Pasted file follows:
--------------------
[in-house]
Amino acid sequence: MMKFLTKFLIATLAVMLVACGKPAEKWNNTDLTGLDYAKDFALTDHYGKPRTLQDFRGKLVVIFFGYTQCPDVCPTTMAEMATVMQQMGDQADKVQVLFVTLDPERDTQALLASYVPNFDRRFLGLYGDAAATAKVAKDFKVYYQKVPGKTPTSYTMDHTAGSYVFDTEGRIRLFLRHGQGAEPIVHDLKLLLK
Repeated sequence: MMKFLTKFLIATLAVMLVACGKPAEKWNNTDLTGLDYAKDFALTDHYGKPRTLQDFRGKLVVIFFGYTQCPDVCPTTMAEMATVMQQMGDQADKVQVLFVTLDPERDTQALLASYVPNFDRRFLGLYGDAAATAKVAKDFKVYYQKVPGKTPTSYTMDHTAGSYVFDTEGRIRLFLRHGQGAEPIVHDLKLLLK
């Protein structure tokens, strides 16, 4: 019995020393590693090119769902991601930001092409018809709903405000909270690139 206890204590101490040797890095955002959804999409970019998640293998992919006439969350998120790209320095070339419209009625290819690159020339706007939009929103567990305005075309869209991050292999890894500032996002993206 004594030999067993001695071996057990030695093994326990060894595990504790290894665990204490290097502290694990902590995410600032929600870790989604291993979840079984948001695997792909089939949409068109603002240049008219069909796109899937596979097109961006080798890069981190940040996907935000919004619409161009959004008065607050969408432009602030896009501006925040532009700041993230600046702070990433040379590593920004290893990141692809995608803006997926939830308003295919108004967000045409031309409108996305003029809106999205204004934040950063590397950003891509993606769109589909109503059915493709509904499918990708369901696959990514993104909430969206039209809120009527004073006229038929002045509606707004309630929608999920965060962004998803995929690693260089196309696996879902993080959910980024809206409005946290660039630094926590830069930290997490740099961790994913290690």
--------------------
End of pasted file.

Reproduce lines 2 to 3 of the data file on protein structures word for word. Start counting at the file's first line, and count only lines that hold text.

Amino acid sequence: MMKFLTKFLIATLAVMLVACGKPAEKWNNTDLTGLDYAKDFALTDHYGKPRTLQDFRGKLVVIFFGYTQCPDVCPTTMAEMATVMQQMGDQADKVQVLFVTLDPERDTQALLASYVPNFDRRFLGLYGDAAATAKVAKDFKVYYQKVPGKTPTSYTMDHTAGSYVFDTEGRIRLFLRHGQGAEPIVHDLKLLLK
Repeated sequence: MMKFLTKFLIATLAVMLVACGKPAEKWNNTDLTGLDYAKDFALTDHYGKPRTLQDFRGKLVVIFFGYTQCPDVCPTTMAEMATVMQQMGDQADKVQVLFVTLDPERDTQALLASYVPNFDRRFLGLYGDAAATAKVAKDFKVYYQKVPGKTPTSYTMDHTAGSYVFDTEGRIRLFLRHGQGAEPIVHDLKLLLK